Of course, you can’t get by without emotional guides altogether. Inside Out’s finale offers its most stark example of how emotions lead our lives, through its brief but visceral portrait of depression. Depression isn’t an overwhelming sadness; depression is the absence of emotion altogether, a grey sea where we feel nothing and see no shore. Having mixed up Riley’s feelings to the point where she can no longer imagine a happy ending, Fear articulates this directly, when he states that “we can’t make Riley feel anything.”

Inside Out

From its emotional heights to its depressive valleys, nearly the whole of Inside Out is constructed this way – every turn of the plot (barring a couple moments of internal dramatic convenience) contains some emotional/thematic truth. How our identity is constructed out of various sources of pride that give us stability and strength. How happy memories can be shifted into sad ones by our current changing perspective. How it feels to argue with yourself. How arguing with yourself can ultimately be fruitless, and how external stimuli can demonstrate that even when we feel trapped in our head, the world is still moving around us. How arguments can arise out of one person’s anger communicating with another person’s anger, leaving no room for other emotions at all.

But ultimately, Inside Out hinges on the relationship between Joy and Sadness on every single level. Joy is eternally sunny, but she cannot help Riley deal with the move – there is no immediate bright side there, and Riley has misgivings that need to be addressed. Joy learns first through Sadness’s ability to comfort Riley’s old imaginary friend, and then through her instrumental role in creating some of Riley’s most important memories, that Sadness is a key part of what makes Riley herself. Riley cannot emerge from the unhappiness of the move into a fuller, more capable person without embracing Sadness fully and completely.

Inside Out

It is only through embracing our grief, and letting us experience cathartic pain, that we can accept the shifting fortunes of life. We cannot move forward expecting all our experiences to be happy ones – life is complicated, and our feelings are complicated as well. Only through respecting what we are feeling as real and valid can we hope to grow from experience, and develop a field of memories worth looking back on.

Inside Out is somewhat unique in this theme, at least among family films. You rarely see a movie directly challenge the supremacy of positive thinking, and acknowledge that it is okay and in fact vital to sometimes be sad. Inside Out hypothesizes an entire internal landscape to humanize our feelings, and then uses that field to remind us that “just look on the bright side” won’t get us through the perils of this mixed-up world. The happy lessons are the easy ones, and they are important as well. But I deeply appreciate a film about giving Sadness its due.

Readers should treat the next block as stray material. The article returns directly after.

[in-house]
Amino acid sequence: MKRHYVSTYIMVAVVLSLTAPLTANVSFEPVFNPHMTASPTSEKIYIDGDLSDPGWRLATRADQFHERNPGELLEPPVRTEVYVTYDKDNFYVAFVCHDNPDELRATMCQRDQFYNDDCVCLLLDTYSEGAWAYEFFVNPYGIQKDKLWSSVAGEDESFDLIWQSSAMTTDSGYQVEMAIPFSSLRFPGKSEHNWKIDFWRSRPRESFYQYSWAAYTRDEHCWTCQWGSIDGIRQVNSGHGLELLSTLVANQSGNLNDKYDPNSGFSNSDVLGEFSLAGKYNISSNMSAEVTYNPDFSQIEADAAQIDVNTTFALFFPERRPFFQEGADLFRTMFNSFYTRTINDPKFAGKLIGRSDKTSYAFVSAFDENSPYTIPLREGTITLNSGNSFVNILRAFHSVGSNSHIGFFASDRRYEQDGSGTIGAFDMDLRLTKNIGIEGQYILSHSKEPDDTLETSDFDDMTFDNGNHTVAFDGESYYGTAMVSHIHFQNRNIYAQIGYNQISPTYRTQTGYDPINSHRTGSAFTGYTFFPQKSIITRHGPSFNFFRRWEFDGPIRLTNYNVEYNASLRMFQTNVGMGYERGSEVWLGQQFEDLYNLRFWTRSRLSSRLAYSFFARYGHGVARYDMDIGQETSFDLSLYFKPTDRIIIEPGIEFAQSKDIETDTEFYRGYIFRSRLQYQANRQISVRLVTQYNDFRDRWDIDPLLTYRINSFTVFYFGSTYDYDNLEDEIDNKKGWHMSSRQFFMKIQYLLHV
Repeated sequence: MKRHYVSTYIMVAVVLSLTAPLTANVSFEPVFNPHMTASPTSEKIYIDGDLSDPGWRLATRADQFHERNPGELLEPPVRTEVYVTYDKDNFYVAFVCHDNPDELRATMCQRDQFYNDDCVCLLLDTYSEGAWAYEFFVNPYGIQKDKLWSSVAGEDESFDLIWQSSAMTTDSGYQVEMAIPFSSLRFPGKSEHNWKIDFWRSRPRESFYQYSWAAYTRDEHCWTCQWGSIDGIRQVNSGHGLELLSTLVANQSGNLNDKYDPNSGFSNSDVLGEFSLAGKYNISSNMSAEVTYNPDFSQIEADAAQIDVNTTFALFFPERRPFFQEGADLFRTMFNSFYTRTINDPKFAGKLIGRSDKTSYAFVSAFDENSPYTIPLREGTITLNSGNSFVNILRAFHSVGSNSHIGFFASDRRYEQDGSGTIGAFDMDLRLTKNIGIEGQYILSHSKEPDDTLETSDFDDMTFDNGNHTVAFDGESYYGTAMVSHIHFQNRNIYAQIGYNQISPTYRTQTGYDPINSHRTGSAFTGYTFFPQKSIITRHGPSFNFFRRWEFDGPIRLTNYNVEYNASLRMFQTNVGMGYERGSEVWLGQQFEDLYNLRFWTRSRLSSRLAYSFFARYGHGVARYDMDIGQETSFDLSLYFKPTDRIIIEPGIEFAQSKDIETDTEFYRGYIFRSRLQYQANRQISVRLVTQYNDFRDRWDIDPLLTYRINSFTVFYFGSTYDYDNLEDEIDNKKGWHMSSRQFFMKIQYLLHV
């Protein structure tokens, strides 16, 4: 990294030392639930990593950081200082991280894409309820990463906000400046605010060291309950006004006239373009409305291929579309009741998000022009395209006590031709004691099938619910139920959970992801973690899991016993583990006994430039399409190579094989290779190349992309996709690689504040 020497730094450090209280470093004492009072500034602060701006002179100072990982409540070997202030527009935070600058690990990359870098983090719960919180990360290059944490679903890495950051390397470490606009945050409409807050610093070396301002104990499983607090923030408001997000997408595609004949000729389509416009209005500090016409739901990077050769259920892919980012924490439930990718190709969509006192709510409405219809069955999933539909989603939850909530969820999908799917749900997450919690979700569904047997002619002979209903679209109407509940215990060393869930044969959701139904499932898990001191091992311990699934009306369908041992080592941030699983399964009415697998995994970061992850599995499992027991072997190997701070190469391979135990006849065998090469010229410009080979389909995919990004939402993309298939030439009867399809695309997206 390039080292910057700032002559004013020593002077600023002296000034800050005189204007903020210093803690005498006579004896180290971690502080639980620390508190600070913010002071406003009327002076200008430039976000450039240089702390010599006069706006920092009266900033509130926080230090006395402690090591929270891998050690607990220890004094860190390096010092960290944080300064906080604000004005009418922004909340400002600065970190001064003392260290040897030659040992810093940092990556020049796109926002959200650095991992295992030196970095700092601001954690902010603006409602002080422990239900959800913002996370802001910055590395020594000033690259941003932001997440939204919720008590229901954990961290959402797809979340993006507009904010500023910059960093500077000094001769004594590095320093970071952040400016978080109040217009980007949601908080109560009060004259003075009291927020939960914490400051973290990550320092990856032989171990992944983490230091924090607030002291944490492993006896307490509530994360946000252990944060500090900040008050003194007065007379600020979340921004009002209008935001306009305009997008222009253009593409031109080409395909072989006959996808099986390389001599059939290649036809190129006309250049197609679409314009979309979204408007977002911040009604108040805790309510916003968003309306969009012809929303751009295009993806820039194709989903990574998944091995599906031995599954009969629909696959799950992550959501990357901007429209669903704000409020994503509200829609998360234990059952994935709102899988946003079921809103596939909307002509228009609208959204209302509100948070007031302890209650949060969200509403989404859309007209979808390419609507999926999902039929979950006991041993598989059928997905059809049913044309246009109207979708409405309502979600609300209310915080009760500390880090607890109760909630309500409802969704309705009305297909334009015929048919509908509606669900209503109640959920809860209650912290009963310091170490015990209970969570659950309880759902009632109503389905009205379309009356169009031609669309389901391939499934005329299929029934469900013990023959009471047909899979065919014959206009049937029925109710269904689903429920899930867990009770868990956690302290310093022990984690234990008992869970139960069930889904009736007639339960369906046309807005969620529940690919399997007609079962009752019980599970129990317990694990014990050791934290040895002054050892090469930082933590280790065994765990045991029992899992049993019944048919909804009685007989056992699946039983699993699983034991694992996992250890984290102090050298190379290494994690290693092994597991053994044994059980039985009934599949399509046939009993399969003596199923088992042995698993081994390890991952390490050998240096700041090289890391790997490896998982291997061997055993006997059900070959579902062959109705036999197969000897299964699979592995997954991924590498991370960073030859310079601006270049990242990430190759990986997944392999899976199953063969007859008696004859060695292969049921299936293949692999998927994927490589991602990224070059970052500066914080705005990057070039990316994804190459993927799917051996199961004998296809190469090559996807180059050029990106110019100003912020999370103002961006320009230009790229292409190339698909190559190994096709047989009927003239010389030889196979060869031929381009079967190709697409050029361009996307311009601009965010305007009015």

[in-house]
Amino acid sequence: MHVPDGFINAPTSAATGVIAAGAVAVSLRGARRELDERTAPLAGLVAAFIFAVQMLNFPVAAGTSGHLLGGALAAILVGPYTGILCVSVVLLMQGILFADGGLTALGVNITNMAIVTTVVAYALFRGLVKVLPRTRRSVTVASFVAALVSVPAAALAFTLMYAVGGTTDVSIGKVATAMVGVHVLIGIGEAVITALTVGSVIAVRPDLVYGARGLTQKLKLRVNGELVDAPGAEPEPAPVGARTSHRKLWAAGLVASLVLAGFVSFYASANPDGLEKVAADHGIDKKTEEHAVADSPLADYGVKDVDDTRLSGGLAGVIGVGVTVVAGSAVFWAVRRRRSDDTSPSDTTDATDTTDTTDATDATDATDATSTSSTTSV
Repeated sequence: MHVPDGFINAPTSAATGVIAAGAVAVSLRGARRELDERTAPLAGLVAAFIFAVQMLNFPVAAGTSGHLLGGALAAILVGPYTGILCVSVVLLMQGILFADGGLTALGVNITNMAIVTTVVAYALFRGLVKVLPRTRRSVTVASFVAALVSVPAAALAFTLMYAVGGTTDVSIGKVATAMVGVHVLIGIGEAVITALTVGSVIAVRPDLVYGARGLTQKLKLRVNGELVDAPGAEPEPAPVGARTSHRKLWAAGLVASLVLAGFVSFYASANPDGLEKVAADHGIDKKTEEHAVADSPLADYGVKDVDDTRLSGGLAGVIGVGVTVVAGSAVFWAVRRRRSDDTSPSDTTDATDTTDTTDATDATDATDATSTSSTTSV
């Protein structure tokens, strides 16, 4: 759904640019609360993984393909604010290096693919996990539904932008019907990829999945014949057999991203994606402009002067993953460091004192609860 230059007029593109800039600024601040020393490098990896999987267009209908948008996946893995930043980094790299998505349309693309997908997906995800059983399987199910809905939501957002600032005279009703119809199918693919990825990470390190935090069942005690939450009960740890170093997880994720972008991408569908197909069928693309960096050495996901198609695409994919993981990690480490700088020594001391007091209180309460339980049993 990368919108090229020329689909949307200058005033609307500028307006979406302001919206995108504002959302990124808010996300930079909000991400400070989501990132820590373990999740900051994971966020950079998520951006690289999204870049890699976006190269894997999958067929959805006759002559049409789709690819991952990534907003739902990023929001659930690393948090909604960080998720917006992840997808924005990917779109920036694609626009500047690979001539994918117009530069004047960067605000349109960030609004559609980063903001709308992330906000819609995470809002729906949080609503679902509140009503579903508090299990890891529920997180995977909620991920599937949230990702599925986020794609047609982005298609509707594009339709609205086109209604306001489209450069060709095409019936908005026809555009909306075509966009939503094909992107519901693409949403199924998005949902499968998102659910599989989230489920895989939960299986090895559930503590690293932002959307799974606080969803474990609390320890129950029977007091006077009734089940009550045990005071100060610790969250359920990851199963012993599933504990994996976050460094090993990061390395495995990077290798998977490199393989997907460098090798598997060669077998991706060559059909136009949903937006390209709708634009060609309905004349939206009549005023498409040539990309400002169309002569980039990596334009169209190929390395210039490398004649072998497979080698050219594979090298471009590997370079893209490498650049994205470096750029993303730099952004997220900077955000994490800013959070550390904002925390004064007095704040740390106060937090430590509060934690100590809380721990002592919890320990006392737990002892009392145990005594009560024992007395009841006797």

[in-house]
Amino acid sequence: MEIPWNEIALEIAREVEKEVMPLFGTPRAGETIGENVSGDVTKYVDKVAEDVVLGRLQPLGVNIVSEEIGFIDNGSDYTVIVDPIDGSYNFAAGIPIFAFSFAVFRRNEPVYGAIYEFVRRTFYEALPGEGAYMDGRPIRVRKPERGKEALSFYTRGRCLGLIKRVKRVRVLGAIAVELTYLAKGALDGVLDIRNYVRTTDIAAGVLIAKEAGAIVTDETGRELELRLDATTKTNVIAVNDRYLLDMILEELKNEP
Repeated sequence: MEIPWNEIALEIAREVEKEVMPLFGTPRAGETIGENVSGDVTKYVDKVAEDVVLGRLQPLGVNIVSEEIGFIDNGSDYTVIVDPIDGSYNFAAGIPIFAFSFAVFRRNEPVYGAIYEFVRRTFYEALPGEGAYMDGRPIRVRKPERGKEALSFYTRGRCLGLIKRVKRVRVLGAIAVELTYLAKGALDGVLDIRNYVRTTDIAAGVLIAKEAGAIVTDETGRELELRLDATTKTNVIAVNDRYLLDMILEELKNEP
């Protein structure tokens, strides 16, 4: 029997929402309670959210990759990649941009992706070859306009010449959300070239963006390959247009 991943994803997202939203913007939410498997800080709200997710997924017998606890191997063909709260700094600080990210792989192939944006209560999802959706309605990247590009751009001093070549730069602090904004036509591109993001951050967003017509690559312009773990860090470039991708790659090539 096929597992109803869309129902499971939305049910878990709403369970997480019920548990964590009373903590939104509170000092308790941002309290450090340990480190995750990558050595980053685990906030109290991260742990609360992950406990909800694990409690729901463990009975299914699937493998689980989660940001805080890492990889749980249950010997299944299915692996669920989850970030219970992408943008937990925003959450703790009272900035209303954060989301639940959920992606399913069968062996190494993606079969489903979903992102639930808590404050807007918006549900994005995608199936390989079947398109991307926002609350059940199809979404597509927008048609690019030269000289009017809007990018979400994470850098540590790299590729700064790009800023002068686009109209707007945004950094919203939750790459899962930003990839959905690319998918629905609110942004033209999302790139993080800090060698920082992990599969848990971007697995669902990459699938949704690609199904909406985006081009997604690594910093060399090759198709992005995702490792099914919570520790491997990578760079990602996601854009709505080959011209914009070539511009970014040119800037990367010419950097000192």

Inside Out

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6 thoughts on “The Dramatic Layer Cake of Inside Out

  1. I for one love layered complexity in the stories I consume, so when an eloquent critic like you starts dissecting these layers and extracting something meaningful from the story…oh words cannot describe the satisfaction I get from reading this. Thank you.
    Btw some typos
    Paragraph 6, initially should be initial
    Paragraph 8, lead by happiness should be led by happiness

  2. Good article on an amazing movie – I can’t help but notice how you left entirely out the mention of Bing Bong and his role in one of the most powerful scenes of the movie though! I don’t know if that’s what you referred to when you mentioned “dramatic convenience”, but I think that part of the movie also fit nicely with the overall theme, that this process of dealing with one’s emotional equilibrium is a key part of growing up, and that losing something through it is inevitable and even necessary. When I saw that scene I nearly cried – not for Bing Bong per se, but for how clear the metaphor was, making me think of the many things of myself that I changed or lost one way or another since my childhood.

    • Oh, I thought Bing Bong was great, I just didn’t really have that much to add to his material. I agree with you that his segment felt both satisfying and compelling on a emotional-thematic level – the things I saw as narrative convenience were more like Joy using the tower of imaginary boyfriends to eventually jump back to the headquarters (though even there, her springing off the trampoline of Family, the one remaining source of identity, made sense).


    Jokes aside, the only anime that has done anything remotely similar to Inside Out was Black Rock Shooter. I think it would be interesting if some other anime were to try something similar.

    But at least there are some anime with multiple parallel narratives. Classroom Crisis, for example, is a story of a school drama, an engineering saga, and a political thriller intertwined into one.